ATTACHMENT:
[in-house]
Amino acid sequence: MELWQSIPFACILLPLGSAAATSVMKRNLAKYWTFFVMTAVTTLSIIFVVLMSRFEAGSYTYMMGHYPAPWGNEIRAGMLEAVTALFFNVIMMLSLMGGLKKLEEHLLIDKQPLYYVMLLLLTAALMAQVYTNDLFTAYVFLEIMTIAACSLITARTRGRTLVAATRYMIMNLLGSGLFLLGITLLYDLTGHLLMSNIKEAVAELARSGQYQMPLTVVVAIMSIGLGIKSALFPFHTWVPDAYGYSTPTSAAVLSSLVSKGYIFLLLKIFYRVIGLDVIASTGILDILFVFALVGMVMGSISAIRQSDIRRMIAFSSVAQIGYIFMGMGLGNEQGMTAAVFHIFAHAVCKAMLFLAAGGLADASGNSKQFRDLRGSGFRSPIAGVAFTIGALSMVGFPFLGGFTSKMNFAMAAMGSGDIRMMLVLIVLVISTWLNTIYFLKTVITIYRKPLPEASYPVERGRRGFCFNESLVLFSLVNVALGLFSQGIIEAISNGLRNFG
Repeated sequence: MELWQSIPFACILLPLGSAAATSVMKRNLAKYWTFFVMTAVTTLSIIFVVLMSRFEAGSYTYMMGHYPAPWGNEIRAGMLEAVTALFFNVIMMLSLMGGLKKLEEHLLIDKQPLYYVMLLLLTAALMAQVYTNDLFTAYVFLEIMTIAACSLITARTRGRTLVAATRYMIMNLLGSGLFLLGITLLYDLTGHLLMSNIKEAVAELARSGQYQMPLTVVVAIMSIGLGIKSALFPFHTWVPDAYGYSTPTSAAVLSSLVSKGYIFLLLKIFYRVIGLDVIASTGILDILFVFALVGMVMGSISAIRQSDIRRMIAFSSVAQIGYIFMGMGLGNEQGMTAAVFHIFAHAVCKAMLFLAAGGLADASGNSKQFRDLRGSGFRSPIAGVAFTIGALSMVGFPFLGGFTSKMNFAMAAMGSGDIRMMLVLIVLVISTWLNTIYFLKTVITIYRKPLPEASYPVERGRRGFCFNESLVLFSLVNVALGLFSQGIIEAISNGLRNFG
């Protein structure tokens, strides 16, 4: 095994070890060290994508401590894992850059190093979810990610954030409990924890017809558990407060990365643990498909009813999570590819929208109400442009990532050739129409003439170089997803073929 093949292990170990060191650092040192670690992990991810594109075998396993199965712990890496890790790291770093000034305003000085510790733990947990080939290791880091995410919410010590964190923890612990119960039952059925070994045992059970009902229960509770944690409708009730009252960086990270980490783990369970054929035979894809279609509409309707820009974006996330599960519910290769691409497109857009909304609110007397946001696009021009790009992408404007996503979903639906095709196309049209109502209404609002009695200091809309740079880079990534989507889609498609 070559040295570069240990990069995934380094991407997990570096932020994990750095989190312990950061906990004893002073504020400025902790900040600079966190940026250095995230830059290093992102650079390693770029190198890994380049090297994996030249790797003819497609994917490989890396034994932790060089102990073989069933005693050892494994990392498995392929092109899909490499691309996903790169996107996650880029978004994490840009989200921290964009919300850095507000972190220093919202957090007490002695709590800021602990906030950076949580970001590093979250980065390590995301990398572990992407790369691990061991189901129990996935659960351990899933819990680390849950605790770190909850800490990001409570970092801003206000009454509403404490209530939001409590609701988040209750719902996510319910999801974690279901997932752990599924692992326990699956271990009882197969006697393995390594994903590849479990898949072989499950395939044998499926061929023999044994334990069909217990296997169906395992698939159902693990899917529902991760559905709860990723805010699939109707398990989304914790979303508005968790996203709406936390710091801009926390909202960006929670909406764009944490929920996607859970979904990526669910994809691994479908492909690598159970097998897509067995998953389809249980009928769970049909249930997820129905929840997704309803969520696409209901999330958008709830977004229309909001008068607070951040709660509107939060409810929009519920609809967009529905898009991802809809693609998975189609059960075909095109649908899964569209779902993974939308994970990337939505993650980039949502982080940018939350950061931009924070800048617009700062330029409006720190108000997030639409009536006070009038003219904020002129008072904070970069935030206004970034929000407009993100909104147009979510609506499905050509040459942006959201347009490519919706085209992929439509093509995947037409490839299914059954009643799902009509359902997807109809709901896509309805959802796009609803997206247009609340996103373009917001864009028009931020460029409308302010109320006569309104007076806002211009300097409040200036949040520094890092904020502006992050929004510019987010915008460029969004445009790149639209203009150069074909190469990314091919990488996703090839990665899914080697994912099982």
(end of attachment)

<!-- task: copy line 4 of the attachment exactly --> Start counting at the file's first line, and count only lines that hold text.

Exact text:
């Protein structure tokens, strides 16, 4: 095994070890060290994508401590894992850059190093979810990610954030409990924890017809558990407060990365643990498909009813999570590819929208109400442009990532050739129409003439170089997803073929 093949292990170990060191650092040192670690992990991810594109075998396993199965712990890496890790790291770093000034305003000085510790733990947990080939290791880091995410919410010590964190923890612990119960039952059925070994045992059970009902229960509770944690409708009730009252960086990270980490783990369970054929035979894809279609509409309707820009974006996330599960519910290769691409497109857009909304609110007397946001696009021009790009992408404007996503979903639906095709196309049209109502209404609002009695200091809309740079880079990534989507889609498609 070559040295570069240990990069995934380094991407997990570096932020994990750095989190312990950061906990004893002073504020400025902790900040600079966190940026250095995230830059290093992102650079390693770029190198890994380049090297994996030249790797003819497609994917490989890396034994932790060089102990073989069933005693050892494994990392498995392929092109899909490499691309996903790169996107996650880029978004994490840009989200921290964009919300850095507000972190220093919202957090007490002695709590800021602990906030950076949580970001590093979250980065390590995301990398572990992407790369691990061991189901129990996935659960351990899933819990680390849950605790770190909850800490990001409570970092801003206000009454509403404490209530939001409590609701988040209750719902996510319910999801974690279901997932752990599924692992326990699956271990009882197969006697393995390594994903590849479990898949072989499950395939044998499926061929023999044994334990069909217990296997169906395992698939159902693990899917529902991760559905709860990723805010699939109707398990989304914790979303508005968790996203709406936390710091801009926390909202960006929670909406764009944490929920996607859970979904990526669910994809691994479908492909690598159970097998897509067995998953389809249980009928769970049909249930997820129905929840997704309803969520696409209901999330958008709830977004229309909001008068607070951040709660509107939060409810929009519920609809967009529905898009991802809809693609998975189609059960075909095109649908899964569209779902993974939308994970990337939505993650980039949502982080940018939350950061931009924070800048617009700062330029409006720190108000997030639409009536006070009038003219904020002129008072904070970069935030206004970034929000407009993100909104147009979510609506499905050509040459942006959201347009490519919706085209992929439509093509995947037409490839299914059954009643799902009509359902997807109809709901896509309805959802796009609803997206247009609340996103373009917001864009028009931020460029409308302010109320006569309104007076806002211009300097409040200036949040520094890092904020502006992050929004510019987010915008460029969004445009790149639209203009150069074909190469990314091919990488996703090839990665899914080697994912099982």